Wilson Lake

Western rat snake in defense position.
Western rat snake in defense position.

Wilson Lake, also known as Wilson Reservoir, is thought of as one of the most beautiful areas in Russell County, Kansas, spanning 9,000 acres. The shorelines of Wilson Lake are rugged, and there are a variety of outcroppings and cliffsides, which is prime real estate for a variety of wildlife, including bears, deer, waterfowl, and many more. When it comes to snakes, there is a likelihood of encountering the Western Rat Snake, which has been sighted in this region of Kansas. Known for its keeled scales, black body, head, and tail, it also has a cream-colored belly with blotchy patches. Its natural habitat includes hillsides, wooded areas, and large bodies of water. Though it is harmless to humans, animals such as rodents, birds, and rabbits are not so fortunate as they are the main staples of the Western Rat Snake’s diet.

Clinton Lake

Wilderness surrounds an arm of Clinton Lake in Kansas.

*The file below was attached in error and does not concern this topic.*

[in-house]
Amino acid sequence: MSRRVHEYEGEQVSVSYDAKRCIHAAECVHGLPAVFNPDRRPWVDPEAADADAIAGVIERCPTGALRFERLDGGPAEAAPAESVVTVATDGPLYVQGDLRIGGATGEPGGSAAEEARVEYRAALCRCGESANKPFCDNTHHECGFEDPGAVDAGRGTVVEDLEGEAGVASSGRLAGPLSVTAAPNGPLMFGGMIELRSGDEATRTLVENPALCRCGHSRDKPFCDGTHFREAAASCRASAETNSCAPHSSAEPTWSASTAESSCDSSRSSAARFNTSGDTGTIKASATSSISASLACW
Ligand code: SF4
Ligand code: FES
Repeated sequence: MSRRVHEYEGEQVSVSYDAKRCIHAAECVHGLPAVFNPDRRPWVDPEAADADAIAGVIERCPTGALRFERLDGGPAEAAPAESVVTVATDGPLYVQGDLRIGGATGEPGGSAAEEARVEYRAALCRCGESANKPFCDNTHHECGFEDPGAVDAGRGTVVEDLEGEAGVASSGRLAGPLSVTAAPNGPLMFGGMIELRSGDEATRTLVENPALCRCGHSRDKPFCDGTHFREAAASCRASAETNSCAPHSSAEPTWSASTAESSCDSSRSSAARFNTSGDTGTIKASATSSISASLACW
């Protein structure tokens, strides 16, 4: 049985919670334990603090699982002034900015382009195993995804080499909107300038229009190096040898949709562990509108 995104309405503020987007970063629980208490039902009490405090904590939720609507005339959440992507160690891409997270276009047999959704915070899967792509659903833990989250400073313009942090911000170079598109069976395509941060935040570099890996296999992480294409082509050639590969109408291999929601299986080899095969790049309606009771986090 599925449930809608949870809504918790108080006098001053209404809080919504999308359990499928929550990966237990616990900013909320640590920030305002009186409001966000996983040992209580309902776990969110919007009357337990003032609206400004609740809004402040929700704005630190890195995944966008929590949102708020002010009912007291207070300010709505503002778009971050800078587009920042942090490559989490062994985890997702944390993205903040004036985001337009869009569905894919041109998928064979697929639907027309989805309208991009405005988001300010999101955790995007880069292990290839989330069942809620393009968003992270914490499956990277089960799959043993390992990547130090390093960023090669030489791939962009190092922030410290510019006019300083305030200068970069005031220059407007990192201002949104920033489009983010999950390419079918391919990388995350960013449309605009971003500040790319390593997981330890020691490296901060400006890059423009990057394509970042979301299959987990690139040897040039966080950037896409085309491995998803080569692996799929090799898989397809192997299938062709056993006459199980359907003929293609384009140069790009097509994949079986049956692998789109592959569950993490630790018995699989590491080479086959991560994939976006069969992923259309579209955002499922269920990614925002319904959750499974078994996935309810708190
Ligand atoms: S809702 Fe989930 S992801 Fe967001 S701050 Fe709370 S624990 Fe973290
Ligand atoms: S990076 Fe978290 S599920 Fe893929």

Wilderness surrounds an arm of Clinton Lake in Kansas.

Clinton Lake is another jewel in the crown of Douglas County, Kansas. It is a favored outdoor destination, prized for its clear blue waters. It is used for boating, fishing, and recreation and provides over 50 miles of hiking trails. It also provides a water supply for 10,000 people as well as flood control in the local area. Measuring 9,200 acres in size, Clinton Lake enjoys an abundant habitat for many animals such as Great Blue Herons, gulls, White-Tailed Deer, and cormorants, to name a few. The Gopher Snake is one of the snake species to watch out for at Clinton Lake, easily identified because it will often hiss if approached, most likely hiding in the nearby woods. Though it surely can cause fright if encountered, don’t let its hiss scare you; the Gopher Snake is totally harmless.